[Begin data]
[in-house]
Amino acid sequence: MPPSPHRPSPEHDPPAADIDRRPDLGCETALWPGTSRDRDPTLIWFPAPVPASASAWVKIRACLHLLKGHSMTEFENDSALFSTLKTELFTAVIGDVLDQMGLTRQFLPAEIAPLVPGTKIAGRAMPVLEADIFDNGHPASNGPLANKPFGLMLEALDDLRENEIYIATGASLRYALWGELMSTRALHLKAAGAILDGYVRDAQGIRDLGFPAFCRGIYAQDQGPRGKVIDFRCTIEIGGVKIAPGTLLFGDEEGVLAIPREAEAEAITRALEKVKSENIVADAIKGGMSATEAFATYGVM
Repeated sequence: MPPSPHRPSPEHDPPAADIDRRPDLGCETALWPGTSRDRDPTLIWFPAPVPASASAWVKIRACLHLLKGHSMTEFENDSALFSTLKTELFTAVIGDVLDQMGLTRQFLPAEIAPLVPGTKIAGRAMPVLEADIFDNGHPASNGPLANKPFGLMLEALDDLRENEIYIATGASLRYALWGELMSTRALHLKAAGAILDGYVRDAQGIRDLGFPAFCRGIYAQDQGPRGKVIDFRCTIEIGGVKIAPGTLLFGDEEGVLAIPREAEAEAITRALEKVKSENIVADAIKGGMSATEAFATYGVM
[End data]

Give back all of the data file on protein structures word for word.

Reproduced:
[in-house]
Amino acid sequence: MPPSPHRPSPEHDPPAADIDRRPDLGCETALWPGTSRDRDPTLIWFPAPVPASASAWVKIRACLHLLKGHSMTEFENDSALFSTLKTELFTAVIGDVLDQMGLTRQFLPAEIAPLVPGTKIAGRAMPVLEADIFDNGHPASNGPLANKPFGLMLEALDDLRENEIYIATGASLRYALWGELMSTRALHLKAAGAILDGYVRDAQGIRDLGFPAFCRGIYAQDQGPRGKVIDFRCTIEIGGVKIAPGTLLFGDEEGVLAIPREAEAEAITRALEKVKSENIVADAIKGGMSATEAFATYGVM
Repeated sequence: MPPSPHRPSPEHDPPAADIDRRPDLGCETALWPGTSRDRDPTLIWFPAPVPASASAWVKIRACLHLLKGHSMTEFENDSALFSTLKTELFTAVIGDVLDQMGLTRQFLPAEIAPLVPGTKIAGRAMPVLEADIFDNGHPASNGPLANKPFGLMLEALDDLRENEIYIATGASLRYALWGELMSTRALHLKAAGAILDGYVRDAQGIRDLGFPAFCRGIYAQDQGPRGKVIDFRCTIEIGGVKIAPGTLLFGDEEGVLAIPREAEAEAITRALEKVKSENIVADAIKGGMSATEAFATYGVM